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For a people-centric approach to climate change

Nov 20, 2009

UNFPA’s report The State of World Population 2009 focuses on the disproportionate impact of global warming on women, marginalised poor and the coastal populations. It argues that the international community needs to take into account their needs, rights and potential while formulating policies, programmes and treaties on climate change.

The State of World Population 2009

Publisher: The United Nations Population Fund, November 2009

The whole world has been talking about carbon credits, carbon trading and emissions targets. But not enough has been said about the people whose activities contribute to those emissions or about those who will be most affected by climate change, especially women.

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The climate-change debate needs to be reframed, putting people at the centre.

Unless climate policies take people into account, they will fail to mitigate climate change or to shield vulnerable populations from the potentially disastrous impacts.

Women bear the disproportionate burden of climate change, but have so far been largely overlooked in the debate about how to address problems of rising seas, droughts, melting glaciers and extreme weather.

Poor women in poor countries are among the hardest hit by climate change. The poor are especially vulnerable to the effects of climate change, and the majority of the 1.5 billion people living on $1 a day or less are women.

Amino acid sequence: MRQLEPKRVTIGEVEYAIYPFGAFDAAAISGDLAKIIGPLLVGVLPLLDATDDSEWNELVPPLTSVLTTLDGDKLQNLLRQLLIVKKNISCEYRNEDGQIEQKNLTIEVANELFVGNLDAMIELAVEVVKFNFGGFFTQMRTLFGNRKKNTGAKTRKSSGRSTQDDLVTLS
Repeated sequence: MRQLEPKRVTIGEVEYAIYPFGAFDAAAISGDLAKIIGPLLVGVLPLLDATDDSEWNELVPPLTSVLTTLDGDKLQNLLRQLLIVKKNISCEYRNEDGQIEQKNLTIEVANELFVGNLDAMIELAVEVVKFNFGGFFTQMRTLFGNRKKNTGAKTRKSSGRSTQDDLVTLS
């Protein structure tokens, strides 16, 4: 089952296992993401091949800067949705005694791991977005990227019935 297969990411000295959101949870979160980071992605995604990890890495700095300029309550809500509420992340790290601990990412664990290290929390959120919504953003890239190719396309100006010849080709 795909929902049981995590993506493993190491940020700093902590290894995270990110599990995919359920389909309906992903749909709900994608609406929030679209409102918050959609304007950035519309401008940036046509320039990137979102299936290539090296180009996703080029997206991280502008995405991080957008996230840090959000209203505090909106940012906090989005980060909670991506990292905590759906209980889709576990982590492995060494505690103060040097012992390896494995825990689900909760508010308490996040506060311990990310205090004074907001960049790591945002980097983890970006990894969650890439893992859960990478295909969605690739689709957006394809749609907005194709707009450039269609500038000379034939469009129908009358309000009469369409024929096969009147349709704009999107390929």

The poor are more likely to depend on agriculture for a living and therefore risk going hungry or losing their livelihoods when droughts strike, rains become unpredictable and hurricanes move with unprecedented force. The poor tend to live in marginal areas, vulnerable to floods, rising seas and storms.

The report draws attention to populations in low-lying coastal areas that are vulnerable to climate change and calls on governments to plan ahead to strengthen risk reduction, preparedness and management of disasters and address the potential displacement of people.

Research cited in the report shows that women are more likely than men to die in natural disasters including those related to extreme weather – with this gap most pronounced where incomes are low and status differences between men and women are high.

The report also shows that investments that empower women and girls, particularly education and health bolster economic development and reduce poverty and have a beneficial impact on climate. Girls with more education, for example, tend to have smaller and healthier families as adults. Women with access to reproductive health services, including family planning, have lower fertility rates that contribute to slower growth in greenhouse-gas emissions in the long run.

Source : UNFPA
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